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Realizing Sachar – Time has come

Realizing Sachar – Time has come
Parveen Mansoori, one of the teachers has been teaching for last 5 years. Stitching classes for girls and women are run in Fatehwadi for 30, 60 or 90 days depending on existing skill sets. There are all ages of women from 14 to 50 years come to learn but mostly girls of 14-20 years come to the class most. Total of around 24 girls come in 3 shifts to learn.  Photo: Chintan  Location: Gujarat

Parveen Mansoori, one of the teachers has been teaching for last 5 years.
Stitching classes for girls and women are run in Fatehwadi for 30, 60 or 90 days depending on existing skill sets. There are all ages of women from 14 to 50 years come to learn but mostly girls of 14-20 years come to the class most. Total of around 24 girls come in 3 shifts to learn.
Photo: Chintan
Location: Gujarat

More than five years have passed since the Sachar Committee Report was approved by the Union Cabinet but like the fate of many other ambitious committees and their recommendations, this one is also drifting away into the shackles of slumber.

The seven member Justice Rajinder Sachar Committee was appointed by Prime Minister Manmohan Singh government to examine the social, economic and educational status of the Muslims. It submitted its observations along with its recommendations which have great significance and relevance. It is the first systematic study of the Muslim community in independent India based essentially on three types of issues relating to identity, security and equity.

Among the very many recommendations of the Sachar Committee few stand out and have the potential to unleash the ripple of positive discrimination that would resonate across the Indian society to bring the Muslim sections at par and to facilitate the long awaited justice.

It recommended setting up of an Equal Opportunity Commission to address concerns of deprived minority groups, to institute a nomination procedure for participation of minorities in public bodies, to promote religious tolerance by initiating a process to evaluate textbooks for appropriate social values.

To better upon the status of education it recommended to evolve the University Grants Commission and to link the financial allocations to diversity in student population. The above mentioned recommendation is sure to be welcomed by each and every section of our society as it talks about the collective good and equality of opportunity.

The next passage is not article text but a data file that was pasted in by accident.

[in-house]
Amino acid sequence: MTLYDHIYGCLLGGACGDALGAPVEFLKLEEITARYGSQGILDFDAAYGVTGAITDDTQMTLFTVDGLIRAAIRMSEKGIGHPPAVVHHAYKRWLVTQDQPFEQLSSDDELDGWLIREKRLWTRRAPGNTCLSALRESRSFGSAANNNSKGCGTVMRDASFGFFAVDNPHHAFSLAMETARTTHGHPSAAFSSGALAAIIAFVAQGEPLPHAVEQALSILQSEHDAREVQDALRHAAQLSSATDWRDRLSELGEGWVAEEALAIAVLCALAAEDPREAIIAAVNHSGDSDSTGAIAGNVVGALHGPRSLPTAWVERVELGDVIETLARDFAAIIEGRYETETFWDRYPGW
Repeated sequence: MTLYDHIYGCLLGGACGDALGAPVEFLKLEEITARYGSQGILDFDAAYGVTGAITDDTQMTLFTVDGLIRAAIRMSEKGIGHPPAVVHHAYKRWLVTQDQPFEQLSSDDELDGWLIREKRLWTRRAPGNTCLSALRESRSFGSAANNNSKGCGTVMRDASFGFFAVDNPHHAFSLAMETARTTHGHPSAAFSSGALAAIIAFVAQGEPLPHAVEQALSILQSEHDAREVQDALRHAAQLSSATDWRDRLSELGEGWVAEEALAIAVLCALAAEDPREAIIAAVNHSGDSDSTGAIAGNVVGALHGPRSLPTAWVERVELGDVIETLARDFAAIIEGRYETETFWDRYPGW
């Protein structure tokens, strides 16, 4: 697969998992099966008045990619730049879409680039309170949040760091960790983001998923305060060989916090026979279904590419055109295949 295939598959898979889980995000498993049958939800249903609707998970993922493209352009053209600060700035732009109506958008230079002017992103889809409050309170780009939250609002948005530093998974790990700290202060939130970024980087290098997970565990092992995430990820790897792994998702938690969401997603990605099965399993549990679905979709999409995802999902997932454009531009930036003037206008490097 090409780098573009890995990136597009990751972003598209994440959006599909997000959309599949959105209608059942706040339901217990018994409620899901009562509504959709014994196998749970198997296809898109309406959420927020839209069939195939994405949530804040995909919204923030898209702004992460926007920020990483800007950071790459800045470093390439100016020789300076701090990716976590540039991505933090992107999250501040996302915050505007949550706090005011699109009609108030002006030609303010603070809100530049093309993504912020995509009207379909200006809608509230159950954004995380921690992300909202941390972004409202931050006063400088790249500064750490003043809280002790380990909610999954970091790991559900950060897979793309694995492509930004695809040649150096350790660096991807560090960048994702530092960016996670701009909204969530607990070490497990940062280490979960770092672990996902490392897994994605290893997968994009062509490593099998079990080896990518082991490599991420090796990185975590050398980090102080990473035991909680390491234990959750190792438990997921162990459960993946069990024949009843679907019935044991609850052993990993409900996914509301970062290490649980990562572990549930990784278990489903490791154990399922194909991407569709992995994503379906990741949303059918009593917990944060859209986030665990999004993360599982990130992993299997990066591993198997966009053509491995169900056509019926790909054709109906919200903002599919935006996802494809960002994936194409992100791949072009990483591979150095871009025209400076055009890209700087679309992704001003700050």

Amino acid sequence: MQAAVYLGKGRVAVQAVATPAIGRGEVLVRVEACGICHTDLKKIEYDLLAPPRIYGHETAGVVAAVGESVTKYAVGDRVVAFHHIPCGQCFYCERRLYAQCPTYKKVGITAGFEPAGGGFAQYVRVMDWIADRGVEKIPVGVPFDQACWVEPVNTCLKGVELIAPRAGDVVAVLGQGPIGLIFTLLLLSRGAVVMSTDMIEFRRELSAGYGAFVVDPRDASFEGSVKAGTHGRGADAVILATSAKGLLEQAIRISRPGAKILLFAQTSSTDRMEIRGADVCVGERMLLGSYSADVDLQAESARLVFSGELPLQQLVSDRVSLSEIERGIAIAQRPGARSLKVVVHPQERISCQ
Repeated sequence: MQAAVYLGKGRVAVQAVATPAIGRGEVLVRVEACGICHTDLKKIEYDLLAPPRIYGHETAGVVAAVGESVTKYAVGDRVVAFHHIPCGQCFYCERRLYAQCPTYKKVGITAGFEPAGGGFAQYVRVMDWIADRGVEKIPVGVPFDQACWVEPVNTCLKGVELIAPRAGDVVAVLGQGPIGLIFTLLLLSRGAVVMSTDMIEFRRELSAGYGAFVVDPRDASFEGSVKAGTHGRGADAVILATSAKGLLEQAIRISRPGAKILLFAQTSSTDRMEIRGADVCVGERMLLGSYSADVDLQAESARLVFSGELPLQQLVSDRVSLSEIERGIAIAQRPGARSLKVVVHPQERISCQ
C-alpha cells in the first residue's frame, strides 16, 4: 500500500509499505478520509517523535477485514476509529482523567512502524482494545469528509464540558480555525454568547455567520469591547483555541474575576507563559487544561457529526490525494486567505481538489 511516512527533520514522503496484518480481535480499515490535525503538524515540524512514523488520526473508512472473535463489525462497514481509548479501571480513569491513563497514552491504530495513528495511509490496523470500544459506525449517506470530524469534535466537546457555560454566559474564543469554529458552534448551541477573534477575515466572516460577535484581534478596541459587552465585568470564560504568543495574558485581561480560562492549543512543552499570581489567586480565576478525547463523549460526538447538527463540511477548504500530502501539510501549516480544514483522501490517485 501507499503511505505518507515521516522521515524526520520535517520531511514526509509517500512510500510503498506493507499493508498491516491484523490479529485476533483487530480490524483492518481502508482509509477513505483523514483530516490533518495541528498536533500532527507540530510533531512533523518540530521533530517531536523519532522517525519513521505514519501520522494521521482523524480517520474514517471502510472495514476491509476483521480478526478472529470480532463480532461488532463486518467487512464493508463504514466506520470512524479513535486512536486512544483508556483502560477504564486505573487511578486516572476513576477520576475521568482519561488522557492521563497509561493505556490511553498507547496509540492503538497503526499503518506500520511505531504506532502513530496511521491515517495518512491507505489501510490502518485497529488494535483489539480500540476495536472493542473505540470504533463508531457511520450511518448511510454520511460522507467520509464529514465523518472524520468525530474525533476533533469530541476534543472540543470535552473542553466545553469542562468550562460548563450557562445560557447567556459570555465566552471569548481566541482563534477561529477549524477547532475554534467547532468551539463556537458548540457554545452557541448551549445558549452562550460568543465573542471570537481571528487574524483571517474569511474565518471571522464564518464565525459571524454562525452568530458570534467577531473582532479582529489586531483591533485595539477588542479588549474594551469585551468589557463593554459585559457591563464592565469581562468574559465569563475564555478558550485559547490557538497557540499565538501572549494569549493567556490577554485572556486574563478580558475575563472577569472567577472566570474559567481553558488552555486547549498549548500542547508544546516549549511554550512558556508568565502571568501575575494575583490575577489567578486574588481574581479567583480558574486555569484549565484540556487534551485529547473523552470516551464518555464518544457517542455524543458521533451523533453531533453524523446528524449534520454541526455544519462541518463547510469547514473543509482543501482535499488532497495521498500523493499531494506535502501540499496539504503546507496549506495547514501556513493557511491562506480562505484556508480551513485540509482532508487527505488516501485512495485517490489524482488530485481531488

For empowering any section of the society, the first and foremost step should be to facilitate political empowerment of that very section as it would eventually provide a fillip for their social and economical empowerment by safeguarding their interests.

As observed by Sachar Committee, they do not have sufficient participation in governance and administration. Though Muslims have a share of 13.4% in the country’s population, but there representation on government jobs is just about 5%.

The lopsided representation should be dealt with in a mission mode so as to bring them at par with other socio religious groups. Apart from making these important observations, this report also throws light on many aspects which would definitely prove effective to mitigate the misleading assumptions prevailing in the Indian society which have falsely downgraded this community.

As per the report, the Muslim community in India has a better sex ratio than other socio-religious groups. It even fares better than others on indicators like Child mortality and Infant mortality rate(IMR).

So, this report is the answer to all that speculative criticism which apparently was an attempt to justify the agitation against the reservation for this section.

We have been marketing India as a secular nation for long now but how far have we actually realized secularism? The all pervasive bad state of affairs pertaining to our largest minority has the answers.

As enshrined in our constitution, no discrimination can be done in any sphere based on a religion. Let us ask ourselves, is that followed in spirit?  Have we not been prejudiced for certain sections of the society? Do we really treat others the same way as we treat our fraternity?  These questions have sad answers revealing the sad truth of discrimination in all walks of life.

Recently questions have been raised on the prevailing practice of “Housing Apartheid”.

It refers to the denial by non-Muslim sections to sub-let their houses to Muslim families solely based upon their vague and meaningless apprehensions and the compelling prejudices. And surprisingly even the so called educated people indulge in such disgusting acts of discrimination in a nation boasting secular credentials. “We only allow Indians as tenants, not Muslims”, one of them said. Can it get more ridiculously insane?  With the prevalence of such behavior how are we supposed to integrate all sections of Indian society? On one hand we talk of assimilation and integration but on the other we don’t even allow them inside our houses. This hypocrisy will only institutionalize differences and make matters worse. This is just one example and this apartheid can be observed in all walks of life.

Time has come where we need to get our act together and realize secularism in letter and in spirit. The orthodox and fundamentalist sections striving to maintain status-quo so as to safeguard their dominance need to be rooted out. Time has come to live up to the secular values of our constitution.

Time has come to realize Sachar!

 

(Swapnil Tembe – Graduated from IIT Kharagpur and currently pursuing Masters in Public Administration has a passion for writing on issues of social relevance.)


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